I’ll also mention that when we look at his particular case, liver metastases aren’t the most typical presentation for prostate cancer recurrence. You can make the argument that for a Gleason score of 8, these are more high risk, you might be at a higher likelihood of having visceral metastases. But whenever I see visceral metastases, we know that these typically portend a worse overall prognosis. I usually will find a way to be a little more aggressive and try to find ways to offer chemotherapy in this type of a context, as I feel like that’s something that’s possibly pretty valuable in terms of this patient’s long-term treatment. That’s not to say that there weren’t patients with hepatic metastases on the TITAN study, which was the phase 3 study that got apalutamide its FDA indication. But the number of cases of patients with hepatic metastases in the TITAN study was relatively low.

We do see that in the subgroup analyses of people with visceral metastases, apalutamide still performed very well. But at the same time, knowing that this is perhaps something that’s going to be a little more on the poor prognostic side of things, I generally try to take a much more aggressive stance on it. But as always, individualizing treatment decisions to patient characteristics, disease characteristics, but also according to the patient’s preference, also need to be considered. All in all, I still think it’s a very solid and reasonable decision to go with apalutamide.

Transcript edited for clarity.

Case: A 73-Year-Old Man With Biochemical Recurrence of Prostate Cancer and Metastatic Castration-sensitive High-volume Disease

January 2018

Initial Presentation

A 73-year-old man presents with urinary retention, fatigue and decreased appetite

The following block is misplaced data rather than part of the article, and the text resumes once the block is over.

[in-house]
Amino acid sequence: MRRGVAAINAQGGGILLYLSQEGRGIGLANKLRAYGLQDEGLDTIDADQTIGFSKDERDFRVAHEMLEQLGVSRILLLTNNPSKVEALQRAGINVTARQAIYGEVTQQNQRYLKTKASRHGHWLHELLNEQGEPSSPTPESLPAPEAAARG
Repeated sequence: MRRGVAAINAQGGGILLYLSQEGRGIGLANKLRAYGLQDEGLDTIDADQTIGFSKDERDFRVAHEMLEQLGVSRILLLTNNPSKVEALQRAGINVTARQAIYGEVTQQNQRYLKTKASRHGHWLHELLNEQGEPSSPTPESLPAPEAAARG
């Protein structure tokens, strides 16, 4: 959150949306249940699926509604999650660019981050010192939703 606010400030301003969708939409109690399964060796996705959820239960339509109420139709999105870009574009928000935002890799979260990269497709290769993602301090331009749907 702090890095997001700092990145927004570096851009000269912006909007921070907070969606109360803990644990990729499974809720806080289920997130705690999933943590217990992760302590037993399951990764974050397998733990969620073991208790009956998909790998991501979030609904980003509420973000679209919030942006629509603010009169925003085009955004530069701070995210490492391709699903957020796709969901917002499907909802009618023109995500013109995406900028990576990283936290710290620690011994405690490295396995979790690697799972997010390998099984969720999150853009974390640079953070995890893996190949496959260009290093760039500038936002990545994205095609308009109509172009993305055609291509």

Patient History, Lifestyle and Clinical workup

History of mild alcoholic liver cirrhosis

No family history of prostate cancer

Patient is active and is very involved in his grandchildren’s activities

TRUS and biopsy revealed adenocarcinoma of the prostate gland, Gleason score 8 [4+4] with disease in 10/12 cores.

PSA 150 ng/mL; Hb 9.7 g/dL; ANC 1.9

Liver function tests are abnormal

Initial Diagnosis and Treatment

Patient is diagnosed with localized prostate cancer

He undergoes robotic radical prostatectomy with subsequent PSA decrease (12 ng/mL)

CT and bone scans showed no residual disease

October 2019

Presentation at Recurrence

Patient complains of right hip pain and abdominal pain

Imaging with CT and bone scan showed multiple metastatic bone lesions in the pelvis and diffuse liver lesions

PSA 90 ng/mL; Hb 9.4 g/dL; ANC 1.5

Liver function tests continue to be abnormal

Diagnosis of Recurrence

Patient is diagnosed with biochemical recurrence of prostate cancer with high-volume castration-sensitive metastatic disease

Germline genetic testing is negative

Treatment for Recurrence

Patient wishes to receive oral treatment with good quality of life so he can continue to be involved in his grandchildren’s activities

Due to his abnormal liver function tests and desire to receive oral treatment, he is started on ADT + apalutamide

At his 1-year follow-up, the patient’s PSA remains undetectable

Follow-up imaging shows stable disease, and he continues to report a good quality of life